• Most greenhouse operations have the ability to economize on fuel use.

Energy is consumed all the time, year after year. Once it is consumed, you can never get it back. Anytime you can save energy costs, you are moving money directly to your bottom line, increasing your margins and competitiveness. Energy efficient systems are usually engineered for optimum conversion, distribution and retention of heat. They can often produce better, more uniform crops, as well as being good for the environment. Even if it takes additional capital to achieve the highest level of energy saving, today’s interest rates are low, and the long life of many energy saving greenhouse system components make them sound investments.

This article is brought to you by the NGMA

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Topics: Greenhouse Operations

Electrical Systems & The Greenhouse

Posted by Phil Bishop on May 29, 2017 9:00:00 AM

How does electricity work?

Electricity moves through wires, pushed along by a force called potential. Electric potential is measured in units of volts. The voltage forcing electricity through the power wiring comes from a utility company’s generating plant. Large wires are needed to carry large currents. Electricity faces resistance to its flow through a wire, and in fact, resistance is the electrical term for the force that works against the free‐flow of electricity. Resistance is measured in units called ohms.Electricity, voltage and current all work together to form power, which is measured by watts.

This Article is brought to you buy the NGMA

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Topics: Greenhouse Operations

Chemical Cautions in a Greenhouse

Posted by Phil Bishop on May 22, 2017 9:00:00 AM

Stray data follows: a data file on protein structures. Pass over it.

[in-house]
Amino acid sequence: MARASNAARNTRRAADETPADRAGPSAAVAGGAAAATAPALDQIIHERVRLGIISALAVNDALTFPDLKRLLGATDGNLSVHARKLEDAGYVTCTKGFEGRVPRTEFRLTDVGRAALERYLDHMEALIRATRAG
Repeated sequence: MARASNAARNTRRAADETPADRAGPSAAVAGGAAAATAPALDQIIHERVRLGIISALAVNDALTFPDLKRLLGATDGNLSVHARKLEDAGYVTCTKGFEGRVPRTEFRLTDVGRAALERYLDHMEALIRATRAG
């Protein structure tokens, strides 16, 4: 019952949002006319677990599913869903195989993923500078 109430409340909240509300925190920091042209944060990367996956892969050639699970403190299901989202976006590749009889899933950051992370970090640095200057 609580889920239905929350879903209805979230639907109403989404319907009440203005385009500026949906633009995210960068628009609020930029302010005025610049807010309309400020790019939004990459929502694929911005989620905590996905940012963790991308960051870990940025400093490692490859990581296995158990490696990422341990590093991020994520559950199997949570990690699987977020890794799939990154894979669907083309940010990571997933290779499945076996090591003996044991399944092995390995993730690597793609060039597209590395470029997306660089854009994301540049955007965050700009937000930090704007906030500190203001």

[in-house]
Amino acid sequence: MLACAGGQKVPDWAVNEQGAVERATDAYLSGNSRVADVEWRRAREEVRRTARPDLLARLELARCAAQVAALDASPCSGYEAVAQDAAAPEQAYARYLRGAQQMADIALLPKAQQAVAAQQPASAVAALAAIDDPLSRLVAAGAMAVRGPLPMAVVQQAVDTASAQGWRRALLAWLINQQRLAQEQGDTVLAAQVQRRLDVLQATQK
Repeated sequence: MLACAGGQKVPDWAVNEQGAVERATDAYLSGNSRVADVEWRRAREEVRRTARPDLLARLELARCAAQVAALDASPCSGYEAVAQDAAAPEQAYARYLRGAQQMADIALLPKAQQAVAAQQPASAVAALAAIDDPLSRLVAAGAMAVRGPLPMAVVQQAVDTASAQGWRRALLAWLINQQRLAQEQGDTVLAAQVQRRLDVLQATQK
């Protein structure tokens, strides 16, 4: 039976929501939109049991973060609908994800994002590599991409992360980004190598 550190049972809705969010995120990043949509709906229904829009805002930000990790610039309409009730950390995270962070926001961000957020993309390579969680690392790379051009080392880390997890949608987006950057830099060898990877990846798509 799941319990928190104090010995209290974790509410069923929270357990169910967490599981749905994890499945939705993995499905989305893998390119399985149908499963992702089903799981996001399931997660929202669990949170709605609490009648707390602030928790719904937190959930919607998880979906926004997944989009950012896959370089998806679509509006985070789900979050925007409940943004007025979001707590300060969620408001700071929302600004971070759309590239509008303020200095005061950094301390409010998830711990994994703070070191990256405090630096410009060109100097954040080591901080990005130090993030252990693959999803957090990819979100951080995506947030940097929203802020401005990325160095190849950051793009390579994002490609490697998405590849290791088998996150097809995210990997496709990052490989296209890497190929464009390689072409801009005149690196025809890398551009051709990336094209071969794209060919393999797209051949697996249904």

Who is in charge of pesticide regulation?

The Environmental Protection Agency (EPA) regulates the pesticide industry under the Federal Insecticide, Fungicide and Rodenticide Act. With this law the EPA is permitted to control all aspects of pesticide use, from production through the disposal of empty containers. In many states, the Department of Agriculture is the inspecting and compliance entity for the EPA concerning pesticides.

What is the EPA Worker Protection Standard (WPS)? The Worker Protection Standard is a regulation issued by the Environmental Protection Agency. It covers pesticides used in the production of agricultural plants on farms, forests, nurseries, and greenhouses. The WPS requires you to take steps to reduce the risk of pesticide‐related illness and injury if you use such pesticides or employ workers or pesticide handlers who are exposed to such pesticides.

This article is brought to you by NGMA

If you are an agricultural pesticide user and/or an employer of agricultural workers or pesticide handlers, the WPS requires you to provide to your employees, and in some cases, to yourself and others:

  • information about exposure to pesticides
  • protections against exposures to pesticides
  • ways to mitigate exposures to pesticides

The WPS regulations went into effect on January 1, 1995, and can be found in the EPA’s How to Comply Manual, 40CFR170.

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Topics: Greenhouse Operations